"Volunteers" by Alex Irvine
Alex Irvine's novelette "Volunteers" is a first person journey into the memories and thoughts of Wiley, a young man responsible for four hundred and eleven colonists aboard a spaceship. Running from a failed settlement where most of the colonists have succumbed to a mass neurosis, this is their last chance to make their mission of survival a success.
The ship is piloted by Evelyn, an alien navigator and the source of their faster-than-light travel. But Evelyn needs human companionship to keep her focused and on-task, and not just any human; she needs Wiley. In exchange, in her virtual reality womb she is everything Wiley craves–mother figure, helpmeet, friend–just like she was to Wiley's father, her volunteer companion on the previous journey. It is this seductive intimacy that made Wiley's father neglect the spaceship's life support system, resulting in the death of over a thousand of the original colonists, including Wiley's mother.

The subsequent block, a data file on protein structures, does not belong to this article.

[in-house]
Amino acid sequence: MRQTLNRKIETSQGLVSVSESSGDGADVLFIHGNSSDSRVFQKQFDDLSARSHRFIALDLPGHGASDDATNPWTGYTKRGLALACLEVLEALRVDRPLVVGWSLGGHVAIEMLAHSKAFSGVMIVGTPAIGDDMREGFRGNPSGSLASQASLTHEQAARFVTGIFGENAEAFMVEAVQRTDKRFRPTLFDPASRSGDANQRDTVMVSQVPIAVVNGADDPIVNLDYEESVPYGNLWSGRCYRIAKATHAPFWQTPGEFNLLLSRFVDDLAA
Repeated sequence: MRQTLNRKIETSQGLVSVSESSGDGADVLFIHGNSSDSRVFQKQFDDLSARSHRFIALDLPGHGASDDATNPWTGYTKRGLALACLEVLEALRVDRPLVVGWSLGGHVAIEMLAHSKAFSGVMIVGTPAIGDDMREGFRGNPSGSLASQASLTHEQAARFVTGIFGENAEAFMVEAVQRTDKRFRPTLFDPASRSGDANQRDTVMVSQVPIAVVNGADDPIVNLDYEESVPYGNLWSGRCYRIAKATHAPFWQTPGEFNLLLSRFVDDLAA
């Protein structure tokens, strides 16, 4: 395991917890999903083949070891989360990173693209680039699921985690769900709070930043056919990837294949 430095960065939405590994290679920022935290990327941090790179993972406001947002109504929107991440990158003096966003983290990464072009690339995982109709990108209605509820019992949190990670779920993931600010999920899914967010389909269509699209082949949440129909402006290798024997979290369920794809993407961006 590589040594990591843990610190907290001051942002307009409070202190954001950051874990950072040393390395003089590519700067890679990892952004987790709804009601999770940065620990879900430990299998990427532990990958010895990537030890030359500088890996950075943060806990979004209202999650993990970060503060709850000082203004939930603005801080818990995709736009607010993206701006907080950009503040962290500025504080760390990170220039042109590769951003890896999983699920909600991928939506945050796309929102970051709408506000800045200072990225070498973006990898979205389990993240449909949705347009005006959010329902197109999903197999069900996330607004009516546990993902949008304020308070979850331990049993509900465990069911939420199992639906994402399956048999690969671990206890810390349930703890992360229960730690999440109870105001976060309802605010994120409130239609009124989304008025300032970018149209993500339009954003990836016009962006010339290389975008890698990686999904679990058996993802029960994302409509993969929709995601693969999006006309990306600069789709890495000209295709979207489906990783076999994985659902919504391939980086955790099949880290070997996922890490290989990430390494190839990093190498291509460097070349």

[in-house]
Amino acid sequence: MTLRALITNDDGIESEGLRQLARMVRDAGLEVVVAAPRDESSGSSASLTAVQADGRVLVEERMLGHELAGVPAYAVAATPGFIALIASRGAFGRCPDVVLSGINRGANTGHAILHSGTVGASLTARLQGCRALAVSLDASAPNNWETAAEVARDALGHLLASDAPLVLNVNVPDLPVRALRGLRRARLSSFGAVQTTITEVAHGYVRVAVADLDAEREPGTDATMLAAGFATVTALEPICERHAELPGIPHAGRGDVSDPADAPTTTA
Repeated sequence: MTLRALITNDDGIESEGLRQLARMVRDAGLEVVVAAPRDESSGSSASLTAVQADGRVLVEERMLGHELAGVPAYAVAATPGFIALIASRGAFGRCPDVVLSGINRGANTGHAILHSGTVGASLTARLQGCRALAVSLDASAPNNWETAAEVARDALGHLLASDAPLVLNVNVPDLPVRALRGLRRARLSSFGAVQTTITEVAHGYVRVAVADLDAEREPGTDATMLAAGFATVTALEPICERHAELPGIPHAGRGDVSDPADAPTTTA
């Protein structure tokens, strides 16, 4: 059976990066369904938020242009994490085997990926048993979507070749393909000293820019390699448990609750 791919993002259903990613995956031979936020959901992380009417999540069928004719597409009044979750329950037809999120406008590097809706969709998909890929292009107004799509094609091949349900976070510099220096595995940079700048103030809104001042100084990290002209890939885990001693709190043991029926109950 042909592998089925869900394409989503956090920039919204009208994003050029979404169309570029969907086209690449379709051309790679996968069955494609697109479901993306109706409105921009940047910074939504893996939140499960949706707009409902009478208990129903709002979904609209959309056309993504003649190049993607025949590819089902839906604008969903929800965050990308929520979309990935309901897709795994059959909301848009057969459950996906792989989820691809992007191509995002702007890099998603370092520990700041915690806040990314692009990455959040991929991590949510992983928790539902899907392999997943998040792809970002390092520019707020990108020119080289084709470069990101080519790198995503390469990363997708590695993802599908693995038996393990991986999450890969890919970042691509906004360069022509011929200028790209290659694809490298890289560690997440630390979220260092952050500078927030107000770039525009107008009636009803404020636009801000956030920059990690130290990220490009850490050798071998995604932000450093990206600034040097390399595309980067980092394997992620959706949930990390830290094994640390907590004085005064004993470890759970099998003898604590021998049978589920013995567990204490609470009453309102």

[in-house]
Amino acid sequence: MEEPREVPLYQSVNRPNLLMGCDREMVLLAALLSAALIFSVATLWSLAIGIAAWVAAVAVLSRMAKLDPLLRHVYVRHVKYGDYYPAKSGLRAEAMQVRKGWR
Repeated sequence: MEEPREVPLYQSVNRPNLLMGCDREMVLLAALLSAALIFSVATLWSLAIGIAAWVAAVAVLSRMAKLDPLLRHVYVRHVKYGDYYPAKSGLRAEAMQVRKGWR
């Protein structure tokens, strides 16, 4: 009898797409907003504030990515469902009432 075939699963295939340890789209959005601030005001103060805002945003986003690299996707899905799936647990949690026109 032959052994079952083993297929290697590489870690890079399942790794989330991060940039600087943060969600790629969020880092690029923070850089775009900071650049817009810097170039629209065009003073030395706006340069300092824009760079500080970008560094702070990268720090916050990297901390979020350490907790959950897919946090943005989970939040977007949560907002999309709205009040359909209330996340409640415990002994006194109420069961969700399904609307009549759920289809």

There's a fragmented feel to Irvine's prose. He takes us on a hopscotch journey through Wiley's childhood–the pivotal moments of his development and the revelations a young man has whose father is both societal hero and villain. It's an immersive narrative technique that brings the reader deeply into Wiley's consciousness. Additionally, it succeeds in providing a distinctive portrayal of various incarnations of dementia. We see through Wiley's eyes the first colony spiraling into destruction as it yearns so much for the simple, saccharine 1950's (a subtle authorial jab at a resurgence in retro, pulp-style SF?), that they enter in a mass state of delusion so potent they kill in order to maintain it. We undergo the revelations of a son learning about the shortcoming of his obsessive father. And finally, we see Wiley's struggle to maintain his own sanity while embraced in Evelyn's womb.
"Volunteers" is engrossing and reflective.